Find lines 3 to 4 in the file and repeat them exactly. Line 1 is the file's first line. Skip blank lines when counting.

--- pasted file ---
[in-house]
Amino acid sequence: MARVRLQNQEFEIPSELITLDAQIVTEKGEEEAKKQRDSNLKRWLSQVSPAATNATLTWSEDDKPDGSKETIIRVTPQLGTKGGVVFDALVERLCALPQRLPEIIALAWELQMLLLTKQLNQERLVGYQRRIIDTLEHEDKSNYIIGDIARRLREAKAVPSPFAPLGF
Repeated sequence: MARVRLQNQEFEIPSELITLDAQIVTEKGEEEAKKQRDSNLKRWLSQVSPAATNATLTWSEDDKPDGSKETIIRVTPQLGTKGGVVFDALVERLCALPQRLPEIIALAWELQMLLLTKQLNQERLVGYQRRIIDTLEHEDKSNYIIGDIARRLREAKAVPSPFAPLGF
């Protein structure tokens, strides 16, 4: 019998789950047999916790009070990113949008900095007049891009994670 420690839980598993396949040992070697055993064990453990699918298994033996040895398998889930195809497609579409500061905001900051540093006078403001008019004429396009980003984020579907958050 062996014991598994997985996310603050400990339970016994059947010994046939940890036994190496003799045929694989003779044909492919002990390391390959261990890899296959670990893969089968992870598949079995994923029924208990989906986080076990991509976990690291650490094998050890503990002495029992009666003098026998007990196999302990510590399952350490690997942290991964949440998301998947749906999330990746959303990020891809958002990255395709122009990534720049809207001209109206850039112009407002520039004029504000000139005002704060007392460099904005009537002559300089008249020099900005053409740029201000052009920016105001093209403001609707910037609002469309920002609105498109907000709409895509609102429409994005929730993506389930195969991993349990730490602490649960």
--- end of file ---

Repeated sequence: MARVRLQNQEFEIPSELITLDAQIVTEKGEEEAKKQRDSNLKRWLSQVSPAATNATLTWSEDDKPDGSKETIIRVTPQLGTKGGVVFDALVERLCALPQRLPEIIALAWELQMLLLTKQLNQERLVGYQRRIIDTLEHEDKSNYIIGDIARRLREAKAVPSPFAPLGF
């Protein structure tokens, strides 16, 4: 019998789950047999916790009070990113949008900095007049891009994670 420690839980598993396949040992070697055993064990453990699918298994033996040895398998889930195809497609579409500061905001900051540093006078403001008019004429396009980003984020579907958050 062996014991598994997985996310603050400990339970016994059947010994046939940890036994190496003799045929694989003779044909492919002990390391390959261990890899296959670990893969089968992870598949079995994923029924208990989906986080076990991509976990690291650490094998050890503990002495029992009666003098026998007990196999302990510590399952350490690997942290991964949440998301998947749906999330990746959303990020891809958002990255395709122009990534720049809207001209109206850039112009407002520039004029504000000139005002704060007392460099904005009537002559300089008249020099900005053409740029201000052009920016105001093209403001609707910037609002469309920002609105498109907000709409895509609102429409994005929730993506389930195969991993349990730490602490649960």